Catching the Big Waves with Surf Photographer Sachi Cunningham
When big wave surfers tackle waves, Sachi Cunningham is often right behind them, bobbing in the ocean with nothing but a camera and a wetsuit. The water photographer and San Francisco State University professor has traveled the world, capturing images of pro surfers. She talks to us about her work, why there are so few female surf photographers and her documentary projects — including one covering ISIS in Iraq.
Nowadays, it's hard to find a text message conversation that doesn't include emojis, the popular Japanese icons. Feeling happy? Smiley face, sunshine, flowers! Sad over a breakup? Crying face, broken heart, woman. We look at the unspoken rules of emojis and emoji use across genders and generations. Our guests include a San Francisco linguist and the man who translated "Moby Dick" into emojis.
State Looks on as San Jose Reaches Watered-Down Pension Deal
San Jose City Council passed a new pension deal with police and firefighter unions this week, essentially gutting the pension reform measure that San Jose voters passed overwhelmingly in 2012. We?ll discuss the deal and why the action could have repercussions for local governments across the state. We'll also hear about a state-wide pension modification ballot proposal co-authored by former San Jose Mayor Chuck Reed.
More Migrants Found Dead as Hundreds of Thousands Flee to Europe
At least 50 migrants were found dead in the hold of a boat off the shores of Libya Wednesday, the latest asylum seekers to die attempting to cross the Mediterranean Sea. So far this year, more than 2,000 people have died attempting the crossing. But Europe remains divided on how to tackle the rising numbers of migrants: Slovakia refuses to accept Muslims and Germany is seeing anti-immigrant protests as it tries to absorb some of the 800,000 migrants expected to arrive this year.
Duck's Breath Mystery Theatre Reunites for Last Onstage Shows
Newsweek once called the San Francisco comedy troupe Duck's Breath Mystery Theater "an American Monty Python" for its unique brand of sketch comedy, satire and theatrics. The group regularly contributed to NPR's "All Things Considered" during the 1980s. Two of the group's members went on to to create the "misinfotainment" series "Dr. Science," which had a 25-year run on hundreds of NPR stations. We'll talk about Duck's Breath comedic legacy and its upcoming reunion shows.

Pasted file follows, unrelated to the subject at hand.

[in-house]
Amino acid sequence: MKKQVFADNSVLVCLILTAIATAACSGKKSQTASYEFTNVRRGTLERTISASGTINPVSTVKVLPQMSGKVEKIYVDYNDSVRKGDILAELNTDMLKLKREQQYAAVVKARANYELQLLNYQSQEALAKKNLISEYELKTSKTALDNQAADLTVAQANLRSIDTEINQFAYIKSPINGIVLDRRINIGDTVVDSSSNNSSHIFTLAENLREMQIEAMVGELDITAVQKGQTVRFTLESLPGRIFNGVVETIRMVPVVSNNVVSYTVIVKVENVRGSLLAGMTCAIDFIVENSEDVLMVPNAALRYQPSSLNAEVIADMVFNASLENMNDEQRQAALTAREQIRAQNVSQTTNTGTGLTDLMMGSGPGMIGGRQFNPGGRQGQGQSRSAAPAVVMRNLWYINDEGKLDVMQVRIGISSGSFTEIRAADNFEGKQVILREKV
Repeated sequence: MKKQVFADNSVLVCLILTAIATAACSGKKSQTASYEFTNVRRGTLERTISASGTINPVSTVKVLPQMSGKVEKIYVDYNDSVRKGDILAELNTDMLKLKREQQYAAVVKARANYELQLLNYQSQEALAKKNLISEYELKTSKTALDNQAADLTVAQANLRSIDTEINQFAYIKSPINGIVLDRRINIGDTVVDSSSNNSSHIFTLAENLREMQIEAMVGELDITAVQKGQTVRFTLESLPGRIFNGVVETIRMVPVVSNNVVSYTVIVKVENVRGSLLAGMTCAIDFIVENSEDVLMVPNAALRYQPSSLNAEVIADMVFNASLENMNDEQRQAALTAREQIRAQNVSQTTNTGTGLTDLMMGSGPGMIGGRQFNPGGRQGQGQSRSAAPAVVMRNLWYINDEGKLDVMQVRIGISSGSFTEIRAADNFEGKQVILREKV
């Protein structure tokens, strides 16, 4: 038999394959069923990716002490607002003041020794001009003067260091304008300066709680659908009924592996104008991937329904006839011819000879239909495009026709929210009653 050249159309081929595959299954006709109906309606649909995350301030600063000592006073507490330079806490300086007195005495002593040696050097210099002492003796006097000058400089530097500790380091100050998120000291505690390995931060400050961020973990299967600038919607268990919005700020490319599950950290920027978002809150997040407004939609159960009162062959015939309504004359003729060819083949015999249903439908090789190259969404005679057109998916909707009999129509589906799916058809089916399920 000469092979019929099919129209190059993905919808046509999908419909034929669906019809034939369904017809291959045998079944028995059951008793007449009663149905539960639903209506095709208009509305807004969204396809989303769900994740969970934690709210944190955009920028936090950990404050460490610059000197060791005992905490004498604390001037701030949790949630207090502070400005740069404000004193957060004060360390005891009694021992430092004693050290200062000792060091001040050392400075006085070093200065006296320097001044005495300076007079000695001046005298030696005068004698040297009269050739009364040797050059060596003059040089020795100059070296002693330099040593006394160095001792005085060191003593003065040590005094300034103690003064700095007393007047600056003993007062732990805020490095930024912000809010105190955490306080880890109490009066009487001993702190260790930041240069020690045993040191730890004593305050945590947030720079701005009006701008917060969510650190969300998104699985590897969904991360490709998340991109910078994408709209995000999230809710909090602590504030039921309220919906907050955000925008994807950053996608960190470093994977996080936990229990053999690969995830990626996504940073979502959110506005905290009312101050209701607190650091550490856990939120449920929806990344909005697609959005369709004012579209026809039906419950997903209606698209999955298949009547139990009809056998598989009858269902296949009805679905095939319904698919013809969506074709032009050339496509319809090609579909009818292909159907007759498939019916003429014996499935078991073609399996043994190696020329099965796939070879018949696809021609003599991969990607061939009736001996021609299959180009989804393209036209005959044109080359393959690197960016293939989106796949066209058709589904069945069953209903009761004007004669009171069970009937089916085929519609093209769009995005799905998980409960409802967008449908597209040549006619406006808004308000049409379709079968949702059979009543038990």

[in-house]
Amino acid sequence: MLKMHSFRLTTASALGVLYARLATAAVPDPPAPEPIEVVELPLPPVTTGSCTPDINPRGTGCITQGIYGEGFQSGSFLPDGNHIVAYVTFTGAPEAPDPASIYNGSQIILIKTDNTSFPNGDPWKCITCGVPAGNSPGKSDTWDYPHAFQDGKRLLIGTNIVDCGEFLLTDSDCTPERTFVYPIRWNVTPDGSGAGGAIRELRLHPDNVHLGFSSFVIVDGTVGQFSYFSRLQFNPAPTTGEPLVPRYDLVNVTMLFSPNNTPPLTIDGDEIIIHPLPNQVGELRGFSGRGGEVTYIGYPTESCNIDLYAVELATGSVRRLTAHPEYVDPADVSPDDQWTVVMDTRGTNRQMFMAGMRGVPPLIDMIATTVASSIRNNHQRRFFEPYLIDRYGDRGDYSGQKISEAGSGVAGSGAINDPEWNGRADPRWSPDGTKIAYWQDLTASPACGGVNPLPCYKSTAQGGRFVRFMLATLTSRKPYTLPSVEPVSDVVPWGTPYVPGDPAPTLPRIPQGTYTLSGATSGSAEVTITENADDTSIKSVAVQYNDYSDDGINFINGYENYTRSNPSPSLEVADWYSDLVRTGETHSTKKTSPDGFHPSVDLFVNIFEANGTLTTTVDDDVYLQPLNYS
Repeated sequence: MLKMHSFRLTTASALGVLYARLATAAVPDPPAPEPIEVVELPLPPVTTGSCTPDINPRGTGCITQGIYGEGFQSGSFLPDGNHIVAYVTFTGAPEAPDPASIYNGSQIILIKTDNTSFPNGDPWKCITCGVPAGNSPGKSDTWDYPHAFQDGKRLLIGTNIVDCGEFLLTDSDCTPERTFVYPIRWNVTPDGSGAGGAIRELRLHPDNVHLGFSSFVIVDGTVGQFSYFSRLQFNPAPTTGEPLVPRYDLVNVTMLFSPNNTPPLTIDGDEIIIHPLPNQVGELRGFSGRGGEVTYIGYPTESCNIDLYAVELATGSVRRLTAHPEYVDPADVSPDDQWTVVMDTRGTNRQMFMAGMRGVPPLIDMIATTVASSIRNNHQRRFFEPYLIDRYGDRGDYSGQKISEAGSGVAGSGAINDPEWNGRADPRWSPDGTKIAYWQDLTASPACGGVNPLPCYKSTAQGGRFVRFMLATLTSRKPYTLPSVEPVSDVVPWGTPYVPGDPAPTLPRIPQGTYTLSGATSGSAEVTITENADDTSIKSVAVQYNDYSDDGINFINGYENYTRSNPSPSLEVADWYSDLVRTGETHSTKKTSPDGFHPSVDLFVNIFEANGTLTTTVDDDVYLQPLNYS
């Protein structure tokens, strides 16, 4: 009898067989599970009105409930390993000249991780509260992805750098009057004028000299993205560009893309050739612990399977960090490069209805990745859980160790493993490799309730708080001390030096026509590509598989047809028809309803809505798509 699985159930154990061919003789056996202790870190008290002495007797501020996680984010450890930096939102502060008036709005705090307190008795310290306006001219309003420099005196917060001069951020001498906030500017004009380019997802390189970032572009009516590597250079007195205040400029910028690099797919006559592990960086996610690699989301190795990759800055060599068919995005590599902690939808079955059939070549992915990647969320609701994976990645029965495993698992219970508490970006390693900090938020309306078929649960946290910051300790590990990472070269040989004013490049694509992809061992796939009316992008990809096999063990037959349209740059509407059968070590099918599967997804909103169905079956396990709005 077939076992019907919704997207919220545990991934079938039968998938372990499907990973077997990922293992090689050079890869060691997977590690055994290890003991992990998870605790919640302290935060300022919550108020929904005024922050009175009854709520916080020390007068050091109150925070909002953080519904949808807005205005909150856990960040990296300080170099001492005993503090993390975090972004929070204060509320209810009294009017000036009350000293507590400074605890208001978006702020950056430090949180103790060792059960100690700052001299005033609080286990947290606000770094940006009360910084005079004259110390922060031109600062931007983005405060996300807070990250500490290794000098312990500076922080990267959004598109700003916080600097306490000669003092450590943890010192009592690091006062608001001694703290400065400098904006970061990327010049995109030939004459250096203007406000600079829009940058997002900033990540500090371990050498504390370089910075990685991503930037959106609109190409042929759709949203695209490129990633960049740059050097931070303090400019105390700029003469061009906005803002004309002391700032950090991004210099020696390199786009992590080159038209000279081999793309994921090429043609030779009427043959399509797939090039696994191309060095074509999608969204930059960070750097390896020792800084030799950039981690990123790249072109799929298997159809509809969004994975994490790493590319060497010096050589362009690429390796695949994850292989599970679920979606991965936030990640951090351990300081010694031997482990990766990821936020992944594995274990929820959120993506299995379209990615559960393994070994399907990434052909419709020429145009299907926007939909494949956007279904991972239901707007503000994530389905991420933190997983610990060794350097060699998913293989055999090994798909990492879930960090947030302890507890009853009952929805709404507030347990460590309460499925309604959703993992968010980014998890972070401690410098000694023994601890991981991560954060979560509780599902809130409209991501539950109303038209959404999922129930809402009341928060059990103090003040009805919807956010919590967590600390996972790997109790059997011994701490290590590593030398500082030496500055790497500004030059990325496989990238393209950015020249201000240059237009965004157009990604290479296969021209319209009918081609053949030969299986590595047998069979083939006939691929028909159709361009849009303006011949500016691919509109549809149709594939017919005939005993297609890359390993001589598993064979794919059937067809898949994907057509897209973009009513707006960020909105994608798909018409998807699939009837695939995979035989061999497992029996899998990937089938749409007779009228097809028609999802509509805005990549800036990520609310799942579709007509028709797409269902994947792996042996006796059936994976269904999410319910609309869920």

UC Berkeley Study: Gentrification Crisis is "Not Yet Half Over"
A team of University of California, Berkeley researchers has more bad news about rising prices in the Bay Area: We're not halfway through the gentrification and displacement we're likely to experience. That's according to the Urban Displacement Project, which released an interactive map showing the areas most vulnerable to forces that drive low-income residents out. We talk about the neighborhoods at the highest — and lowest — risk of continued gentrification.
Silicon Valley's Naatak Theater Company Celebrates 20 Years
Since 1995, Naatak has been staging plays in the South Bay. The theater company identifies itself as the "largest Indian theater in the U.S." Its latest musical production, "Vrindavan," takes a closer look at the politics and social ills behind the city of Vrindavan, where widows are sent to live after their husbands die. We talk to playwright and artistic director Sujit Saraf about the new production and the company's larger artistic role in Silicon Valley. We'll also talk to KQED senior arts editor Chloe Veltman about what to watch for this fall arts season.
UC Berkeley's Namwali Serpell Wins Caine Prize, Africa's Prestigious Short Story Award
Namwali Serpell is the 2015 winner of the Caine Prize, given annually to one African writer of short stories in English. The UC Berkeley associate professor chose to celebrate by sharing her $15,000 prize with the four other finalists. The Zambian writer joins us in studio to talk about her winning story, her writing career and why she calls splitting her prize money an "act of mutiny."
China Cuts Interest Rates as Ripple Effects of 'Black Monday' Continue
Global markets remained volatile Tuesday, even as China cut key interest rates to boost its slumping stocks. The move came as other signs — like a shrinking manufacturing sector and weaker consumer spending — pointed to a slowing Chinese economy. Will the market crisis prompt meaningful economic reforms in China? Do the country's woes signal more turmoil ahead for the global economy?
Steve Silberman Explores the Forgotten History of Autism
Today, one in 68 children is on the autism spectrum, according to the Centers for Disease Control and Prevention. Yet despite decades of research, there is much we don't know about the disorder. We discuss the evolving definition, hidden history and public perception of autism with "NeuroTribes" author Steve Silberman.